Background Rheumatoid arthritis (RA) is associated with increased cardiovascular (CV) morbidity and mortality. This association is thought to be due to the chronic inflammatory disease process, clustering of lifestyle associated CV risk factors, as well as the use of medication such as non steroidal anti-inflammatory drugs (NSAIDs) and corticosteroids in patients with RA. Most studies on CV risk in patients with RA were performed before the introduction of modern powerful anti-inflammatory therapies and intensive treatment strategies aiming at remission. It is important to obtain more information on CV risk in intensively treated RA.
Objectives To evaluate CV event risk and its predictors in intensively treated RA compared to an OA population.
Methods First prospective analysis of occurrence of CV events (myocardial infarction, acute coronary syndrome, coronary intervention, acute heart failure, acute cardiac death) in a cohort of consecutive patients attending the Arthritis Centre Twente (ACT-CVD). All patients with a diagnosis of RA (n=495) or OA (n=208) without previous CV events were included in this study. Inclusion took place between February 2009 and November 2011, follow up data for this analysis were collected onto November 2012. Incidence of CV events in RA and OA groups was compared by Kaplan Meier survival analysis, potential CV event risk factors (age, sex, atherogenic index, current smoking, ESR, IgM RF, DAS28 RA disease activity and RA erosions) within groups were evaluated by logistic regression.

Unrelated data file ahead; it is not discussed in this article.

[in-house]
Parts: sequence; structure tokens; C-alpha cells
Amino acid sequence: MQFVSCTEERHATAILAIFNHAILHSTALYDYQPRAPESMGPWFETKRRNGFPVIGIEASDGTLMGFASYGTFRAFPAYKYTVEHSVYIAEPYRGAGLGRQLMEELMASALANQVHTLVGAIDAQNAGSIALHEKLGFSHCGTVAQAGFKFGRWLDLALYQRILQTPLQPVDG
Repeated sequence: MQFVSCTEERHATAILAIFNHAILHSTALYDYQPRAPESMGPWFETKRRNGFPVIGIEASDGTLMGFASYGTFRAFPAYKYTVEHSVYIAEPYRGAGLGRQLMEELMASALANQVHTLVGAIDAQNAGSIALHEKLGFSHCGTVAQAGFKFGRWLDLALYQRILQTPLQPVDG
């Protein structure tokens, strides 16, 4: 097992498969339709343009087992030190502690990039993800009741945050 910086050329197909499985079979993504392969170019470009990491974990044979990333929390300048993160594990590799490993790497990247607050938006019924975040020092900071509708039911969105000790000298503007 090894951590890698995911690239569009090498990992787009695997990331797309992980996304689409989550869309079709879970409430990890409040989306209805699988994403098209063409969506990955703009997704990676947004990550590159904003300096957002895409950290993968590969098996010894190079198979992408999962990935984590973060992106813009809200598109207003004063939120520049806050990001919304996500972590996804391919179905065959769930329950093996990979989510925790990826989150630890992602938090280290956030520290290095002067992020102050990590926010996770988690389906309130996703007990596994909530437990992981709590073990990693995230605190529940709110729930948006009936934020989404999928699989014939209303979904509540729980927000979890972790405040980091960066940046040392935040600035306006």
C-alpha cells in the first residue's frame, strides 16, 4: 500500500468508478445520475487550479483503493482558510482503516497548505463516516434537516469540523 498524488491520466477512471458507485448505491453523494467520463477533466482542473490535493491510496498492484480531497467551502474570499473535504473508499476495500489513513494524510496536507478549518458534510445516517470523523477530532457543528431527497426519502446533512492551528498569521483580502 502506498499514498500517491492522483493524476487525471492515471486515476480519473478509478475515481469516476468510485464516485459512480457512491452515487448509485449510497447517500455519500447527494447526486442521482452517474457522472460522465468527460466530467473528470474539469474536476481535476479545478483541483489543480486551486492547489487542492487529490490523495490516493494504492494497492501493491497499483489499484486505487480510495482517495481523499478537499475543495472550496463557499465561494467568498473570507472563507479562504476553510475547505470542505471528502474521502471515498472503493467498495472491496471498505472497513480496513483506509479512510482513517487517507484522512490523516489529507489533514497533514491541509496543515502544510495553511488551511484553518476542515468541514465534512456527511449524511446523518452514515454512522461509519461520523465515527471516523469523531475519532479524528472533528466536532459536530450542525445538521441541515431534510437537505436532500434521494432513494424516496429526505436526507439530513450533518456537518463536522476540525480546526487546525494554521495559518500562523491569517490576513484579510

Results At baseline RA and OA groups did not differ in sex (% female; RA=72, OA=78), age (mean years; RA=59, OA=59) and 10-year risk of CV death (mean %; RA=5.7, OA=5.5). The RA group (mean disease duration 7.5 years, 50 % IgM RF positive) was characterized by low disease activity (mean DAS28 2.5, 66% DAS28 remission). After a median follow up of 36 months 46 events had occurred (RA=29, OA=17, p=0.25, figure 1 ). Age, systolic blood pressure and presence of erosions significantly contributed to CV event risk in RA, whereas in age and current smoking significantly contributed to OA associated CV risk.
Conclusions These preliminary data suggest that CV event risk in intensively treated RA equals CV event risk in OA. Factors contributing to CV event risk in rheumatic diseases may be disease specific.
Disclosure of Interest: None Declared